What lies behind arms talks between India’s Modi and Russia’s Putin?

Russia and India have a long history of collaborating on defence. What weapons have they traded before, and what will they discuss this time?

Russian President Vladimir Putin, right, shakes hands with Indian Prime Minister Narendra Modi during a meeting at the Kremlin on July 9, 2024 [Alexander Nemenov/Reuters]

India’s prime minister, Narendra Modi, is making his first visit to Russia since the invasion of Ukraine to discuss issues that include defence and weapons deals.

The details of any new arms deals to be struck between the two countries have yet to emerge, but it is understood that Russia’s need for weapons and ammunition for the war in Ukraine is driving talks. Modi is able to offer substantial Indian industrial support to Russia for the Ukraine war in exchange for energy and military technology. The support would be practical but would stop short of India publicly backing Russia’s war effort.

The trip on Monday and Tuesday comes as a reminder to the world that the ties between India and Russia – particularly when it comes to defence and weapons – go back decades and remain strong.

What is the history of India-Russia defence deals?

For the past decade, India has focused on boosting its own military-industrial complex, telling international defence contractors that “Made in India” is a priority and saying technology transfers to Indian companies are a core part of any deal, whether with Russia or somewhere else.

However, India’s armed forces still rely heavily on armoured divisions and 97 percent of its 3,740 tanks are Russian-made.

While India has tried to diversify its defence purchases and partially wean itself off Russian arms, it is mainly Russian companies that are helping India’s defence industries mature at a rapid rate.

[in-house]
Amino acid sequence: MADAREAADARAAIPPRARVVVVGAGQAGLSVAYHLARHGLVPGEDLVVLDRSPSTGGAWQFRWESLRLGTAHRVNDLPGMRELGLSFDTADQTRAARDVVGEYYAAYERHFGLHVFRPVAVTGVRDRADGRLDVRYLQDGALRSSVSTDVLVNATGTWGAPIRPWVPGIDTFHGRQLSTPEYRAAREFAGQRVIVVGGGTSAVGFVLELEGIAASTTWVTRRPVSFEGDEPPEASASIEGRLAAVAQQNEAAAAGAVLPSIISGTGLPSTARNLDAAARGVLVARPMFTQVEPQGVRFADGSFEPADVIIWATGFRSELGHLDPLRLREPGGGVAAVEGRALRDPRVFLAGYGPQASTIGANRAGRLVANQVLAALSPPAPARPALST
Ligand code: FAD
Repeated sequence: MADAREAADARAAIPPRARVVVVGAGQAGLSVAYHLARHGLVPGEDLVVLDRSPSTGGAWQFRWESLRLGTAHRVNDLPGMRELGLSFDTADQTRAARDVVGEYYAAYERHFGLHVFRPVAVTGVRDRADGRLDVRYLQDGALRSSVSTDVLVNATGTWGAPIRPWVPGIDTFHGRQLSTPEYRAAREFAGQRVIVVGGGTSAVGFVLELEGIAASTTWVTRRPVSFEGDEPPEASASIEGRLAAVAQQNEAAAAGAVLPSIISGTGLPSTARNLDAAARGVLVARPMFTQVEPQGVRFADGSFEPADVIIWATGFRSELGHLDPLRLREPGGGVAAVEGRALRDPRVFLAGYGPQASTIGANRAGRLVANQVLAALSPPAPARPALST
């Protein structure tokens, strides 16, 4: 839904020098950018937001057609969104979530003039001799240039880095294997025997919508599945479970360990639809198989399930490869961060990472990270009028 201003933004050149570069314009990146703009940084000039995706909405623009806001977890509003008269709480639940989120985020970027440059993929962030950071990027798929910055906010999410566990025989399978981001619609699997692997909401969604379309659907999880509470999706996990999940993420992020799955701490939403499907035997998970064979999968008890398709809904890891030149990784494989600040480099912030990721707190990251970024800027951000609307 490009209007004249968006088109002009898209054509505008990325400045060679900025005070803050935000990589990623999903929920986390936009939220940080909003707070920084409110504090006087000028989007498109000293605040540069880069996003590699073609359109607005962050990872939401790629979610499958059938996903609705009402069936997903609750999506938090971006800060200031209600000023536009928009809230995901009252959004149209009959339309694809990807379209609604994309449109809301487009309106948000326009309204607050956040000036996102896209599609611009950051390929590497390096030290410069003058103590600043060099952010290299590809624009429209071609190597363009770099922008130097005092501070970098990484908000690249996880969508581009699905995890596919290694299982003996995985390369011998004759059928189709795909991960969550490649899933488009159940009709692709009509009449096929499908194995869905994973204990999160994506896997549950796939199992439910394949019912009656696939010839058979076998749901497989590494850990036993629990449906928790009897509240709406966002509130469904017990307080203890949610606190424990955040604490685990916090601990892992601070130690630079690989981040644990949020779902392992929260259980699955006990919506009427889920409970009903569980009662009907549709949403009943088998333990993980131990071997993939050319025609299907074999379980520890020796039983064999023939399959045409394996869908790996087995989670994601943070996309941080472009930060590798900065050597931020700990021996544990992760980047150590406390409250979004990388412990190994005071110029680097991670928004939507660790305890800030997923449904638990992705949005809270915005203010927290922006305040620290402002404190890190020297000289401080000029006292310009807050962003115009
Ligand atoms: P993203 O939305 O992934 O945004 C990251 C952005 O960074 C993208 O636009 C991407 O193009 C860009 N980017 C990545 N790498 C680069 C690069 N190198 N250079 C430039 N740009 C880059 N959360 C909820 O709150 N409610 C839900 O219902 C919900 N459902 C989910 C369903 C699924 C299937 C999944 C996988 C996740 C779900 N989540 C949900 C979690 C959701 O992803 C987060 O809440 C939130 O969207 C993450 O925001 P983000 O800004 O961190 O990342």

A day before Modi left for Moscow this week, Russia’s state export company, Rostec, signed an agreement to manufacture advanced armour-piercing “Mango” tank shells in India for the T-90 tank.

How else have India and Russia cooperated on defence before now?

Their defence cooperation has been substantial. The Brahmos supersonic antiship missile, for instance, was jointly designed by Indian and Russian engineers for the Indian armed forces and first tested in 2001.

Brahmos is the merger of the names of the Brahmaputra and Moskva rivers, signifying the cooperation between the two countries. The missile is fast and powerful and can deliver a 300kg (660lb) warhead at three times the speed of sound with an accuracy down to less than a single metre (3.3ft). It has since been exported to the Philippines.

Russian joint ventures with India also include making 35,000 Kalashnikov AK203 assault rifles for the Indian army, the licensed production of advanced T-90 tanks and Sukhoi Su-30-MKI fourth-generation fighter jets and maintenance facilities for India’s MiG-29 fighter jets. They also collaborate on making the Konkurs antitank guided missile.

Russia-India military

What else will Modi and Putin discuss?

Cheap Russian oil has been a mainstay of India’s economy for more than a year. It has been a major recipient of US- and EU-sanctions-busting petroleum shipments.

Nuclear power is also on the cards at the talks in Moscow. Several of India’s nuclear reactors are Russian-built, and talks are ongoing for India to buy both Russian floating and maritime nuclear reactors, useful for remote areas and also for submarines and larger, longer-range naval vessels.

Where will Russia source weapons it needs for war in Ukraine?

Moscow is desperate to fulfil its armed forces’ constant demand for artillery and tank ammunition of all types for its war in Ukraine.

Russia’s armed forces conservatively fire 8,000 rounds per day. At an average cost of $4,000 each, Russia is spending $32 million every single day in its effort to break the deadlock on Ukraine’s battlefields.

While Russia’s economy is technically on a war footing, Putin has still needed to court North Korea and Vietnam, both operators of Russian-calibre artillery, and both with large domestic munitions factories, especially for the much-needed 152mm shell.

With continued support for Ukraine being questioned in the United States and European and Turkish munitions factories picking up the slack, Ukraine and Russia are now increasingly reliant on other countries for help in providing the vast amounts of ammunition needed to keep the other at bay.

Both countries are seeking new partners in the hopes of outproducing the other and bringing the intense firepower they think is needed to turn the tide in what has become a static conflict. Russia is hoping that, along with North Korea and Vietnam, Indian industry can help provide Russia with the tools it needs to defeat Ukraine.

Source: Al Jazeera